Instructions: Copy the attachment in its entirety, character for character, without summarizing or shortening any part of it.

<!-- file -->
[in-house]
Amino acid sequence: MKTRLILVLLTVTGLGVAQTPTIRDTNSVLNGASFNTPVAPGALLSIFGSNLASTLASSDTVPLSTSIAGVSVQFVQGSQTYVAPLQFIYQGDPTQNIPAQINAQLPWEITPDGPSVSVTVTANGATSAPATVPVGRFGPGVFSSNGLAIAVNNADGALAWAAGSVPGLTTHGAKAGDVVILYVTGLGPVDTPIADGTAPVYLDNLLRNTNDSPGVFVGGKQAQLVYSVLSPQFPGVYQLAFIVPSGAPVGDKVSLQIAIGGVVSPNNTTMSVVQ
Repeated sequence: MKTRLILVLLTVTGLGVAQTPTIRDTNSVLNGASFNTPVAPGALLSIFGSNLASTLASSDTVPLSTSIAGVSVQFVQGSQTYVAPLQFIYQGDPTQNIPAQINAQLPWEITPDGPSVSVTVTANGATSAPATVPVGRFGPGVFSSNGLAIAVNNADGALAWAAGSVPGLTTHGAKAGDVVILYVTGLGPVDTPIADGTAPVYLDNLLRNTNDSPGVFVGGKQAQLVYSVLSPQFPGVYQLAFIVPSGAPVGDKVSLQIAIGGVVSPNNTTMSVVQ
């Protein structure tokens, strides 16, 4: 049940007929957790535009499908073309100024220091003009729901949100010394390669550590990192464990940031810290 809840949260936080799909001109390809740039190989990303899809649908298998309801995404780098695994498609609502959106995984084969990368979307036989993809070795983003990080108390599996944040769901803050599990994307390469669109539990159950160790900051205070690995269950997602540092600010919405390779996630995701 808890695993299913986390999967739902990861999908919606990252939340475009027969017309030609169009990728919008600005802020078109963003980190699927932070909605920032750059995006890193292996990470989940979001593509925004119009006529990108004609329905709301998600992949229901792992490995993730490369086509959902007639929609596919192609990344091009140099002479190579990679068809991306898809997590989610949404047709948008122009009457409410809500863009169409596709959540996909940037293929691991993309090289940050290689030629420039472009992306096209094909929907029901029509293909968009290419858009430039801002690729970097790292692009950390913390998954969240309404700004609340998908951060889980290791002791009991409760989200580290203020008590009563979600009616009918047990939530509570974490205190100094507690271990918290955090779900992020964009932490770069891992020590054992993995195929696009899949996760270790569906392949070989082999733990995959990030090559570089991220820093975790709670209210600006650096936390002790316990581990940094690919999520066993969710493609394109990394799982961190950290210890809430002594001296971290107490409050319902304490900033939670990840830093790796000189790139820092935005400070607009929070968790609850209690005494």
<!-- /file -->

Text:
[in-house]
Amino acid sequence: MKTRLILVLLTVTGLGVAQTPTIRDTNSVLNGASFNTPVAPGALLSIFGSNLASTLASSDTVPLSTSIAGVSVQFVQGSQTYVAPLQFIYQGDPTQNIPAQINAQLPWEITPDGPSVSVTVTANGATSAPATVPVGRFGPGVFSSNGLAIAVNNADGALAWAAGSVPGLTTHGAKAGDVVILYVTGLGPVDTPIADGTAPVYLDNLLRNTNDSPGVFVGGKQAQLVYSVLSPQFPGVYQLAFIVPSGAPVGDKVSLQIAIGGVVSPNNTTMSVVQ
Repeated sequence: MKTRLILVLLTVTGLGVAQTPTIRDTNSVLNGASFNTPVAPGALLSIFGSNLASTLASSDTVPLSTSIAGVSVQFVQGSQTYVAPLQFIYQGDPTQNIPAQINAQLPWEITPDGPSVSVTVTANGATSAPATVPVGRFGPGVFSSNGLAIAVNNADGALAWAAGSVPGLTTHGAKAGDVVILYVTGLGPVDTPIADGTAPVYLDNLLRNTNDSPGVFVGGKQAQLVYSVLSPQFPGVYQLAFIVPSGAPVGDKVSLQIAIGGVVSPNNTTMSVVQ
């Protein structure tokens, strides 16, 4: 049940007929957790535009499908073309100024220091003009729901949100010394390669550590990192464990940031810290 809840949260936080799909001109390809740039190989990303899809649908298998309801995404780098695994498609609502959106995984084969990368979307036989993809070795983003990080108390599996944040769901803050599990994307390469669109539990159950160790900051205070690995269950997602540092600010919405390779996630995701 808890695993299913986390999967739902990861999908919606990252939340475009027969017309030609169009990728919008600005802020078109963003980190699927932070909605920032750059995006890193292996990470989940979001593509925004119009006529990108004609329905709301998600992949229901792992490995993730490369086509959902007639929609596919192609990344091009140099002479190579990679068809991306898809997590989610949404047709948008122009009457409410809500863009169409596709959540996909940037293929691991993309090289940050290689030629420039472009992306096209094909929907029901029509293909968009290419858009430039801002690729970097790292692009950390913390998954969240309404700004609340998908951060889980290791002791009991409760989200580290203020008590009563979600009616009918047990939530509570974490205190100094507690271990918290955090779900992020964009932490770069891992020590054992993995195929696009899949996760270790569906392949070989082999733990995959990030090559570089991220820093975790709670209210600006650096936390002790316990581990940094690919999520066993969710493609394109990394799982961190950290210890809430002594001296971290107490409050319902304490900033939670990840830093790796000189790139820092935005400070607009929070968790609850209690005494």